Finding antiderivatives and indefinite integrals: basic rules and notation: definite integrals
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Definite integral of piecewise function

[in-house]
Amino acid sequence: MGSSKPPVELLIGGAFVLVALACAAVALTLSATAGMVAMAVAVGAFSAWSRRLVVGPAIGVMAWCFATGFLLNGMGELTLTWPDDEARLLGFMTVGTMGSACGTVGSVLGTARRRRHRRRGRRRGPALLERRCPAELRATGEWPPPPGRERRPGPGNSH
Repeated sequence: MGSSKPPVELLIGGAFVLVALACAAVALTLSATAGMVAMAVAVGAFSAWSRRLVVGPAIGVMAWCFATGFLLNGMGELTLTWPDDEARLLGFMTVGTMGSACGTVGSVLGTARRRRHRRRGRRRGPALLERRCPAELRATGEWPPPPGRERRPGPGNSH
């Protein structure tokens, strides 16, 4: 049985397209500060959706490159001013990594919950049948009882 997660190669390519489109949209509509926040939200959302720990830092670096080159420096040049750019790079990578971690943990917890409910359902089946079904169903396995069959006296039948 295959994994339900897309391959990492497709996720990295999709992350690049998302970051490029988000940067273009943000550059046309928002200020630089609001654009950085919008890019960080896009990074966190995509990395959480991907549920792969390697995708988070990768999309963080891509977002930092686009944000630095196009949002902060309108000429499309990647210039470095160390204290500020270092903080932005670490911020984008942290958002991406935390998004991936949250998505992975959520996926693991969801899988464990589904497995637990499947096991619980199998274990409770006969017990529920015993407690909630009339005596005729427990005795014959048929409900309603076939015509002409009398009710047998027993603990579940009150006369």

- [Voiceover] So we have a f of x right over here and it's defined piecewise for x less than zero, f of x is x plus one, for x is greater than or equal to zero, f of x is cosine of pi x. And we want to evaluate the definite integral from negative one to one of f of x dx. And you might immediately say, well, which of these versions of f of x am I going to take the antiderivative from, because from negative one to zero, I would think about x plus one, but then from zero to one I would think about cosine pi x. And if you were thinking that, you're thinking in the right direction. And the way that we can make this a little bit more straightforward is to actually split up this definite integral. This is going to be equal to the definite integral from negative one to zero of f of x dx plus the integral from zero to one of f of x dx. Now why was it useful for me to split it up this way, in particular to split the integral from negative one to one, split it into two intervals from negative one to zero, and zero to one? Well, I did that because x equals zero is where we switch, where f of x switches from being x plus one to cosine pi x. So if you look at the interval from negative one to zero, f of x is x plus one. So f of x here is x plus one. And then when you go from zero to one, f of x is cosine pi x. So cosine of pi x. And so now we just have to evaluate each of these separately and add them together. So let's take the definite integral from negative one to zero of x plus one dx. Well, let's see. The antiderivative x plus one is... antiderivative x is x squared over two. I'm just incrementing the exponent and then dividing by that value. And then plus x, and you could view it as I'm doing the same thing. If this is x to the zero, it'll be x to the first, x to the first over one, which is just x. And I'm gonna evaluate that at zero and subtract from that, it evaluated at one. Sorry, it evaluated at negative one. And so this is going to be equal to... If I evaluate it at zero, let me do this in another color. If I evaluate it at zero, it's going to be zero squared over two, which is, well, I'll just write it. Zero squared over two plus zero. Well, all of that's just gonna be equal to zero. It evaluated at negative one. So minus negative one squared. Negative one squared over two plus negative one. So negative one squared is just one. So it's 1/2 plus negative one. 1/2 plus negative one, or 1/2 minus one, is negative 1/2. So all of that is negative 1/2. But then we're subtracting negative 1/2. Zero minus negative 1/2 is going to be equal to positive 1/2. So this is going to be equal to positive 1/2. So this first part right over here is positive 1/2. And now let's evaluate the integral from zero to one of cosine pi, I don't need that first parentheses, of cosine of pi x dx. What is this equal to? Now, if we were just trying to find the antiderivative of cosine of x, it's pretty straightforward. We know that the derivative with respect to x of sine of x is equal to cosine of x. But that's not what we have here, we have cosine of pi x. So there is a technique here, you can call it u-substitution. You can say u is equal to pi x. If you don't know how to do that, you can still try to think this through, where we could say, alright, well, maybe it involves sine of pi x somehow. So the derivative with respect to x of sine of pi x would be what? Well, we would use the chain rule. It would be the derivative of the outside function with respect to the inside or sine of pi x with respect to pi x, which would be cosine of pi x, and then times the derivative of the inside function with respect to x. So it would be times pi. Or you could say the derivative of sine pi x is pi cosine of pi x. Now, we almost have that here, except we just need a pi. So what if we were to throw a pi right over here, but so we don't change the value we also multiply by one over pi? So if you divide and multiply by the same number, you're not changing its value. One over pi times pi is just equal to one. But this is useful. This is useful because we now know that pi cosine pi x is the derivative of sine pi x. So this is all going to be equal to... This is equal to one. Let me take that one over pi. So this is equal to one over pi times... Now we're going to evaluate. So the antiderivative here we just said is sine of pi x, and we're going to evaluate that at one and at zero. So this is going to be equal to one over pi. One over pi, not pi. My hand is not listening to my mouth. One over pi times sine of pi minus sine of pi times zero, which is just zero. Well, sine of pi, that's zero. Sine of zero is zero. So you're gonna have one over pi times zero minus zero. So this whole thing is just all going to be equal to zero. So this first part was 1/2, this second part right over here is equal to zero, so the whole definite integral is gonna be 1/2 plus zero, which is equal to 1/2. So all of that together is equal to 1/2.
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